Regulatory Solutions Top 5 TRID Exceptions Noted During Our Loan Reviews

Last year, Regulatory Solutions completed TRID reviews on traditional mortgage loans, lot loans, constructions loans and construction/perm loans as well as home equity loans for lenders. While the number of exceptions varied per loan review, there were common TRID exceptions that occurred. Here are the top 5 TRID exceptions that Regulatory Solutions noted during our loan reviews:

 

        1. Disclosure issues in Block H of the Closing Costs Details table on page 2 of the Closing Disclosure. For example, the Real Estate Commissions fees are not always disclosed in Block H. These fees are required to be disclosed in Block H per 1026.38(g)(4) comment 4.

        2. Disclosure issues in Block B of the Closing Costs Details table showing the services that the borrower did not shop for on page 2 of the Closing Disclosure. For example, sometimes one or more of the Title fees are being placed in Block B when the borrower did not choose a service provider from the Settlement Service Provider List. Only fees that the borrower did not shop for should be placed in Block B per 1026.38(f)(2).

        3. The Amount Financed section of the Loan Calculations table on page 5 of the Closing Disclosure was not calculated correctly. Non-prepaid finance charges are being included in the calculation.

        4. The contact information for the participants in the transaction was not correct in the Contact Information table on page 5 of the Closing Disclosure. Lenders are still leaving out email addresses and contact information.

        5. The breakdown and other disclosure issues of the amount for taxes and other government fees listed in Block E of the Closing Costs Details table on page 2 of the Closing Disclosure. For example, the Transfer Taxes listed in Block E do not list the name of the government entity that is assessing the tax, which is required by 1026.38(g)(1)(ii).

While the portfolio loans we reviewed have similar TRID exceptions, they will occasionally have different reporting problems than loans sold in the secondary market. One of the most common exceptions for portfolio loans is the incorrect loan purpose being listed on the Loan Estimate and the Closing Disclosure. Whether the loan should be listed as a refinance or as construction are the two most confused loan purposes for portfolio loans.

Regulatory Solutions provides comprehensive TRID reviews to ensure compliance with TILA-RESPA requirements. Contact us today to find out how we can assist you with your TRID and other lending compliance reviews.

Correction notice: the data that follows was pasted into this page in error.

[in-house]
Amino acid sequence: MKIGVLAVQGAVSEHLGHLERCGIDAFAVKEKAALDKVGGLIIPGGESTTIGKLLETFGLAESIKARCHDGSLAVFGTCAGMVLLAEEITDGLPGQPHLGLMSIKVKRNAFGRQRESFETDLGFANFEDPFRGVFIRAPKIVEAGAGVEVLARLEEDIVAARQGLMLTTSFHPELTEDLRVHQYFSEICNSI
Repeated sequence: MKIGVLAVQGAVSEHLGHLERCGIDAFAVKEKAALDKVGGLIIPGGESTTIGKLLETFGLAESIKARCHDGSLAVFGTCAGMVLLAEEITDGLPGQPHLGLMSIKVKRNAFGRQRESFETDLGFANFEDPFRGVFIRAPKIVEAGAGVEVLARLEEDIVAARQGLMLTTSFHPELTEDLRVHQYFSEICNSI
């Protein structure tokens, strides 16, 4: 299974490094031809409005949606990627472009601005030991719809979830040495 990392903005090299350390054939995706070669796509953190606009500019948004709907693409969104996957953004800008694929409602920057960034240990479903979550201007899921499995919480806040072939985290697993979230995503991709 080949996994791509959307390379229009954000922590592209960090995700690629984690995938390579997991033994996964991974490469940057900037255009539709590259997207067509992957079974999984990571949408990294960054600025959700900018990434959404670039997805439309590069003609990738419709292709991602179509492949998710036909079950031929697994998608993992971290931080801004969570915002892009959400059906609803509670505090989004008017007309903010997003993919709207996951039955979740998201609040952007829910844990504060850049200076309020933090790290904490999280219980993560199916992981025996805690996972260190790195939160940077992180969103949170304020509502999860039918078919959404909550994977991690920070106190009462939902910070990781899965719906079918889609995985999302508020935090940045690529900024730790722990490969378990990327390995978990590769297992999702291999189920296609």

Factsheet: Are Loan Estimates and Closing Disclosures Required for Assumptions?

On May 1, 2019 the Consumer Financial Protection Bureau posted a factsheet regarding whether Loan Estimates (LE) and Closing Disclosures (CD) were required for assumption transactions. The factsheet consists of a flowchart and a narrative discussion to assist lenders in making the determination whether a loan would require the TILA-RESPA Integrated Disclosures. The factsheet can be found at https://files.consumerfinance.gov/f/documents/cfpb_tila-respa-factsheet.pdf.

Regulatory Solutions specializes in TRID loan reviews, please contact us to schedule your review today.

HMDA Compliance Alert: CFPB Proposes New Changes

On April 13, 2017, the Consumer Financial Protection Bureau issued a much-ask-for proposal to clarify and facilitate HMDA compliance with the 2015 updates to the Home Mortgage Disclosure Act rule set to take effect next year. According to the CFPB, “The proposed changes would help financial institutions comply with the 2015 HMDA Final Rule by clarifying the information they are required to collect and report about their mortgage lending.”

“These changes are monumental to HMDA collection and reporting requirements and will require a substantial amount of planning to implement the new data fields,” stated Rhonda Wannemuehler, Executive Vice President of Regulatory Solutions. “The CFPB gave the industry about three years to become compliant to the updates released in October 2015 with most of the requirements taking effect in January 2018.”

Read the full article on HousingWire.

Consumer Financial Protection Bureau website to review the proposal and other quick references. 

Learn more about our Lending Compliance services.